Fudoki (風土記) are ancient reports on provincial culture, geography, and oral tradition presented to the reigning monarchs of Japan, also known as local gazetteers. They contain agricultural, geographical, and historical records as well as mythology and folklore.[1] Fudoki manuscripts also document local myths, rituals, and poems that are not mentioned in the Kojiki and the Nihon Shoki chronicles, which are the most important literature of the ancient national mythology and history. In the course of national unification, the imperial court enacted a series of criminal and administrative codes called ritsuryō and surveyed the provinces established by such codes to exert greater control over them.[2]


In the narrower sense, Fudoki refer to the oldest records written in the Nara period, later called Kofudoki (古風土記) (Old-Fudoki). Compilation of Kofudoki began in 713 and was completed over a 20-year period.[1] Following the Taika Reform in 646 and the Code of Taihō enacted in 701, there was need to centralize and solidify the power of the imperial court. This included accounting for lands under its control. According to the Shoku Nihongi, Empress Genmei issued a decree in 713 ordering each provincial government (ja:国衙, kokuga) to collect and report the following information:[1][3]

  • Names of districts and townships
  • Natural resources and living things
  • Land fertility
  • Etymology of names for geographic features, such as mountains, plains, and rivers
  • Myths, legends, and folktales told orally by old people


Empress Genmei ordered in 713 that place names in the provinces, districts, and townships be written in two kanji characters with positive connotations.[4][1] This occasionally required name changes. For example, Hayatsuhime (速津媛) became Hayami (速見) and Ishinashi no Oki (無石堡) became Ishii (石井).


At least 48 of the Gokishichidō provinces contributed to their records but only that of Izumo remains nearly complete. Partial records of Hizen, Bungo, Harima and Hitachi remain and a few passages from various volumes remain scattered throughout various books.[1] Those of Harima and Hizen are designated National Treasures.

Below is a list of extant manuscripts and scattered passages.[5][6]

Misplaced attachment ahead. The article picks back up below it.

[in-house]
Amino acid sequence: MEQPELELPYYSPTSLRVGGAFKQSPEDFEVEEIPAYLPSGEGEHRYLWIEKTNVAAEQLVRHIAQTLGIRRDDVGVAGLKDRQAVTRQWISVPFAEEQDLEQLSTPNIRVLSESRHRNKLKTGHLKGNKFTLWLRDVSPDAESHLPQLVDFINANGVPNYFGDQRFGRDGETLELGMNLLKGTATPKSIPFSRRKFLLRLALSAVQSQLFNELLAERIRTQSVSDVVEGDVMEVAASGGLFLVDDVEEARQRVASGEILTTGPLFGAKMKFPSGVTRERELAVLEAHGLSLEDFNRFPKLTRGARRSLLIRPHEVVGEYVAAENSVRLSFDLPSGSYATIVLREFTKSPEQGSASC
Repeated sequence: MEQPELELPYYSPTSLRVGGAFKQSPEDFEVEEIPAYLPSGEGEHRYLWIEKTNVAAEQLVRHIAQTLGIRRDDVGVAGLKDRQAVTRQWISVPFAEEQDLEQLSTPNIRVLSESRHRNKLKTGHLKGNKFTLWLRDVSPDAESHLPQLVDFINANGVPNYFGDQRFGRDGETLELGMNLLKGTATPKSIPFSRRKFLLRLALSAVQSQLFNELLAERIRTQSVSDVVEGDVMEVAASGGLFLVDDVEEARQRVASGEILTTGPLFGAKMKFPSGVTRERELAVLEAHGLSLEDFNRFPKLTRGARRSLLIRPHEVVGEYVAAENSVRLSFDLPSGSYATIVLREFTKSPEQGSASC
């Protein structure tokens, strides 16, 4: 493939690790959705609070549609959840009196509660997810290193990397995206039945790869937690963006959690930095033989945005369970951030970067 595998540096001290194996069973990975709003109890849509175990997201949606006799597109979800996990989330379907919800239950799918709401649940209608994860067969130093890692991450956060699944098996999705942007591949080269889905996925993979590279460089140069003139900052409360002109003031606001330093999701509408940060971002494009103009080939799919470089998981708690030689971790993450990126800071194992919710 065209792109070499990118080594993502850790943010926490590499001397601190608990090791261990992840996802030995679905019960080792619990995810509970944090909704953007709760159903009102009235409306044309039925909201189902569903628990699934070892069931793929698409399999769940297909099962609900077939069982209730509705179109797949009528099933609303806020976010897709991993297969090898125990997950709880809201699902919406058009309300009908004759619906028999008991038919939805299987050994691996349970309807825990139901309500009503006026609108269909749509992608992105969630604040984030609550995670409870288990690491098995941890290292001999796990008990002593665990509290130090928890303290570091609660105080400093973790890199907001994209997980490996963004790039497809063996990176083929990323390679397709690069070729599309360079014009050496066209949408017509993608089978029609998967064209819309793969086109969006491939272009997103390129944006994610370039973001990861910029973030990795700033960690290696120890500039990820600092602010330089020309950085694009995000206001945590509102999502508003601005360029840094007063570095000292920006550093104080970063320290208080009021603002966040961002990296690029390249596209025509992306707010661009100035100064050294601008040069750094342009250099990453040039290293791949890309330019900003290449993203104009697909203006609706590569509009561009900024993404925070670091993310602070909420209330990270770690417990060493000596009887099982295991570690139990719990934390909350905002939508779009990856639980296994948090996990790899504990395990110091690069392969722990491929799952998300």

In 1966 the Agency for Cultural Affairs called on the prefectural governments to build open-air museums and parks called Fudoki no Oka (風土記の丘, "Fudoki Hills") near historic sites such as tombs (kofun) and provincial temples.[7] These archaeological museums preserve and exhibit cultural properties to enhance public understanding of provincial history and culture.

Ukitamu Fudoki no OkaYamagataUzenTakahataYamagata Prefectural Ukitama Fudoki no Oka Archaeological Museum
Shimotsuke Fudoki no OkaTochigiShimotsukeShimotsukeTochigi Prefectural Shimotsuke Fudoki no Oka Museum
Nasu Fudoki no OkaTochigiShimotsukeNakagawa and ŌtawaraNakagawa Municipal Nasu Fudoki no Oka Museum
Sakitama Fudoki no OkaSaitamaMusashiGyōdaSaitama Prefectural Museum of the Sakitama Ancient Burial Mounds
Chiba Prefectural Boso-no-MuraChibaShimōsaSakae and NaritaBoso-no-Mura Museum
Tateyama Fudoki no OkaToyamaEtchūTateyamaToyama Prefectural Tateyama Museum
Kai Fudoki no OkaYamanashiKaiKōfuYamanashi Prefectural Archaeological Museum
Ōmi Fudoki no OkaShigaŌmiŌmihachiman and AzuchiShiga Prefectural Azuchi Castle Archaeological Museum
Chikatsu Asuka Fudoki no OkaOsakaKawachiKananOsaka Prefectural Chikatsu Asuka Museum
Kii Fudoki no OkaWakayamaKiiWakayamaWakayama Prefecture Kii-fudoki-no-oka Museum of Archaeology and Folklore
Yakumotatsu Fudoki no OkaShimaneIzumoMatsueShimane Prefectural Yakumotatsu Fudoki no Oka Museum
Kibiji Fudoki no OkaOkayamaBitchūSōjaSōja Kibiji Museum
Miyoshi Fudoki no OkaHiroshimaBingoMiyoshiHiroshima Prefectural Miyoshi Fudoki no Oka Museum
Higo Kodai no MoriKumamotoHigoYamaga and NagomiKumamoto Prefectural Ancient Burial Mound Museum
Usa Fudoki no OkaŌitaBungoUsaŌita Prefectural Museum of History
Saitobaru Fudoki no OkaMiyazakiHyūgaSaitoMiyazaki Prefectural Saitobaru Archaeological Museum

See also


  1. Sakamoto 2011, pp. 16-17.
  2. Sakamoto 2011, pp. 4-5.
  3. Kojima et al. 2007, pp. 310-311.
  4. "好字令 (good names)". Collaborative Reference Database. National Diet Library. Retrieved 28 August 2015.
  5. Sakamoto 2011, p. 19.
  6. 国土としての始原史~風土記逸文 Archived 2013-01-04 at Archive.today
  7. Sakamoto 2011.


  • Akimoto, Kichirō (1958). Nihon Koten Bungaku Taikei 2: Fudoki. Tōkyō: Iwanami Shoten. ISBN 4-00-060002-8.
  • Sakamoto, Masaru (2011). Zusetsu Chizu to Arasuji de Wakaru! Fudoki. Seishun Publishing. ISBN 978-4-413-04301-4.
  • Kojima, Noriyuki; Naoki, Kōjirō; Nishimiya, Kazutami; Kuranaka, Susumu; Mōri, Masamori; Uegaki, Setsuya (2007). Nihon no Koten wo Yomu 3 Nihon Shoki Ge • Fudoki. Shogakukan. ISBN 978-4-09-362173-1.
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